Marie-Renée Otis, artist in residence in Paris, 
Fellow of the Council of Arts and Letters of Quebec 
The Eleventh Week


Didier Guillemain Jewelry Designer

In the Passage du Grand-Cerf street there is also the workshop of one of the famous artisans of Paris: Didier Guillemain’s boutique.

In the Artisans de Paris guide book, that I affectionate, it is mentioned Guillemain’s father was a blacksmith and his uncle a diamond dealer. What an excellent heredity for becoming a jewel designer.

Didier Guillemain’s jewelry is characterized by the mix of gold metal and titanium. Titanium must be weld only by laser technique. Gold and titanium are also incompatible. Guillemain’s designing solution is to create nested pieces. Ingenious.

To tell the truth, I didn’t really meet Mr. Guillemain. His boutique was closed for renovation.

But... I did go to his premises. Does my effort count as a real visit?

A gold and titanium ring by Didier Guillemain


Open house at Radoslav Genev’s Studio

Recently, I visited the paint artist Radoslav Genev, another tenant at La cité internationnale des arts (where I live). This was at the very end of his Parisian journey, he went back home, in Sofia, Bulgaria, only two days later.

Radoslav made many sketches of Paris’ scenes with felt pens and pastel, showing through those pieces his talent as a colorist. In his painting, Radoslav expresses his interpretation of famous scenes: the Eiffel Tour, the church of Notre-Dame, the bridges over the Seine river, the Sacré-Coeur, the cemetery of Père Lachaise, etc.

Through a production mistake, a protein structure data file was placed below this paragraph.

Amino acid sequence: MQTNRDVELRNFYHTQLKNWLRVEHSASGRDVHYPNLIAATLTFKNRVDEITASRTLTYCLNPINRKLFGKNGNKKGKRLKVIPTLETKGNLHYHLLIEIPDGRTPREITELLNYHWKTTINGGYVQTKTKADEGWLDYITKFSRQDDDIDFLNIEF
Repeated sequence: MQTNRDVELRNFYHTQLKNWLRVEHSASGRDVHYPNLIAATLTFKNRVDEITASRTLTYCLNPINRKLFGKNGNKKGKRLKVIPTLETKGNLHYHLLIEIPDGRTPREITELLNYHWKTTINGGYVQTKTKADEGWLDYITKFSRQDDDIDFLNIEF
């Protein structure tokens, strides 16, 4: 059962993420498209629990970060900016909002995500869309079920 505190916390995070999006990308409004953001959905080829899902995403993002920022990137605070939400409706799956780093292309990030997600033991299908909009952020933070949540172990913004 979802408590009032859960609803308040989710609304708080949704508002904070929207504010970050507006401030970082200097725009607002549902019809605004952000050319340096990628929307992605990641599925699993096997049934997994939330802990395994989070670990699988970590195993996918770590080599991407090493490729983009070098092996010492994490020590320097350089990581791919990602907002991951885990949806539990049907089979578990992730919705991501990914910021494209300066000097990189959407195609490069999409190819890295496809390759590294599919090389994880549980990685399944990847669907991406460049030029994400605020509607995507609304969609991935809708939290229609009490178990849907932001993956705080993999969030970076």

For his open house, Radoslav was accompanied by his interpreter (he only speaks Bulgarian) and he suffers of impaired hearing. He can almost hear nothing. Nevertheless he draws so beautifully that he doesn’t need any word to understand our appreciation of his work.


http://radoslavart.blogspot.ca/2014/01/parisparis.html 


Jardins des plantes in Paris, by Radoslav Genev

Radoslav beside one of his Parisian paintings


Door 1, Church St-Pierre, by Radoslav Genev


Michelle Bordas, Glare Glass

I’ve just come back from Place de la Bastille, an important  crossroad, I wanted to meet nearby Michelle Bordas, pearl of glass maker. She makes those glass marbles for jewelry by heating them with the blowtorch technique.

First, I sent her an email. She didn’t answer. Even so, I took the chance to go to her workshop. This lady had such an interesting life.

Till the 13e century, on the island of Murano (near Venice, famous for its high quality of glass), if someone revealed the secret of glass making, one was liable of death penalty. Some handcraft traditions are still harsh. It took ten years for Michelle Bordas to have access, little by little, to the knowledge of fabrication of this particular technique of glass pearl. She learned mainly from Italian glass blowers. They were reticent to transmit their knowledge to a woman.